The hypocrites that we are
Let’s start with the bad news. A ground-breaking survey led by The Initiative for Equal Rights has found that support for the Same Sex Marriage Prohibition Act (SSMPA) remains at 90%. Sad to say, this means that only 10% of Nigerian civil society opposes what is a profoundly dehumanising policy. Additionally, the survey has found that only 39% of Nigerians agree that “homosexuals should have equal access to healthcare, housing and other public goods.” These are sobering numbers.
The good news, then, is that it is a 9% increase from a 2015 poll when only 30% of respondents thought that “homosexuals should have equal access to healthcare, housing and other public goods.” For a country of Nigeria’s population, 9% reflects millions. Another small consolation is that 70% of respondents do not believe that LGBTQI people should face fourteen-years imprisonment for their sexuality as stipulated by the SSMPA. Thank god for small things oh!
Speaking of god, it comes as no surprise that among the reasons that respondents did not support gay rights was the notion that homosexuality was not part of their faith. They also responded that homosexuality was not part of their culture. The results of the survey make me wonder why in heaven’s name we are so quick to embrace everything destructive as part of our culture and even quicker to throw away progressive ideas as not being our culture.
Think about it. Anything that causes violence, division and destruction, whether it’s homophobia, sexism, animal abuse, environmental degradation etc., we adopt as our culture. We are quick to say that God created Adam and Eve, not Adam and Steve. We eagerly point out that women in Africa are traditionally submissive to men. We proudly pontificate about being carnivorous without also thinking critically about animal rights. We mock environmental campaigners for not doing serious work like accounting, banking etc. And how much indigenous knowledge have we lost because we think our own religions are evil?
Instead, we have adopted organised religion, which, let’s face it, is the number one cause of conflict in the world. Where the rest of the world is becoming more secular, we are defiantly becoming increasingly pious.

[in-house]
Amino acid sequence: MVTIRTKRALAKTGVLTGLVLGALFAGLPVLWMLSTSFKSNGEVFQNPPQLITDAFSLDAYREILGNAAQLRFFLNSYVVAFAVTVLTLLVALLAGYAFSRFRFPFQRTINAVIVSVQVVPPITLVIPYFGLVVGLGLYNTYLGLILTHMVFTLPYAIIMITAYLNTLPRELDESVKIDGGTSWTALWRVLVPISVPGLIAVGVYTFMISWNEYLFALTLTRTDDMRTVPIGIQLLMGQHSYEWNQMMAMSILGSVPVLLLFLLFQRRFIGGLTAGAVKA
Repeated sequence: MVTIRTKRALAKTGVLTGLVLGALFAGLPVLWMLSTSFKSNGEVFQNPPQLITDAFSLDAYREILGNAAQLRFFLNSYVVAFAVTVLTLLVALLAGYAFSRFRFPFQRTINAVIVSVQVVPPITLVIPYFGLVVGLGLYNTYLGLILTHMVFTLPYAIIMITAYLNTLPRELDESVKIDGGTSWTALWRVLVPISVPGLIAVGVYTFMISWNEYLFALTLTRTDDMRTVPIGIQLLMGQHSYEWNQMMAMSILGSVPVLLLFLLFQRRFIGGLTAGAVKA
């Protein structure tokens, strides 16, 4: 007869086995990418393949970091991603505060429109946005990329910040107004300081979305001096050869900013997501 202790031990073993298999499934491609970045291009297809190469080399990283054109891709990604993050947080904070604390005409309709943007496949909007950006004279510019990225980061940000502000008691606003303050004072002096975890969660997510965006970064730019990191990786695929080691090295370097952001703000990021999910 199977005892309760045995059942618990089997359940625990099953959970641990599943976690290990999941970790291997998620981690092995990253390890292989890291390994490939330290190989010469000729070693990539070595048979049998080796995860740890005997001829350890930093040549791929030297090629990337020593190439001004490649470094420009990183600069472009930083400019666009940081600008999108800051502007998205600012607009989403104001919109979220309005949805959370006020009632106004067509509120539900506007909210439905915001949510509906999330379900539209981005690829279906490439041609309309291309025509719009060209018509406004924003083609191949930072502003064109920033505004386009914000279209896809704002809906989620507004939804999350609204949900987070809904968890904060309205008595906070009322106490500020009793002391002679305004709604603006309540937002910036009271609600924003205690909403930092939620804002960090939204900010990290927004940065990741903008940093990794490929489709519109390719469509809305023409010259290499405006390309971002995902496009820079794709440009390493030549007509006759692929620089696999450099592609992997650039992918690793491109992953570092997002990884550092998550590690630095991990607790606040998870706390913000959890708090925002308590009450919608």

The list goes on – sexual objectification of women in pop culture; Victorian ideas about marriage; fast food, you name it; if it is destructive, we gladly adopt it as African. But lo and behold, anything progressive such as gay rights, feminism, exploration of evolutionary science, the humanism of African religion, investment in renewable energy etc., these things are condemned in public discourse with the aid of legislation, law enforcement, media, religious institutions and cultural norms.
It would be utterly wrong to suggest that large parts of civil society aren’t progressive. Nigeria is a country full of courageous souls, who know how difficult it is to think differently in a homogenous society. And try as it may, regressive public discourse cannot eradicate a humanist sensibility that lies at the core of African philosophical values and ethics. Indeed, one of the greatest ironies – as well as tragedies – of our times, is that the same forces that have stolen so much of our history continue to steal our future too. That only 39% of Nigerians – a people who have suffered great loss from external prejudice – believe that gay people should have the same rights as others is a powerful testament that we live in deeply surreal times.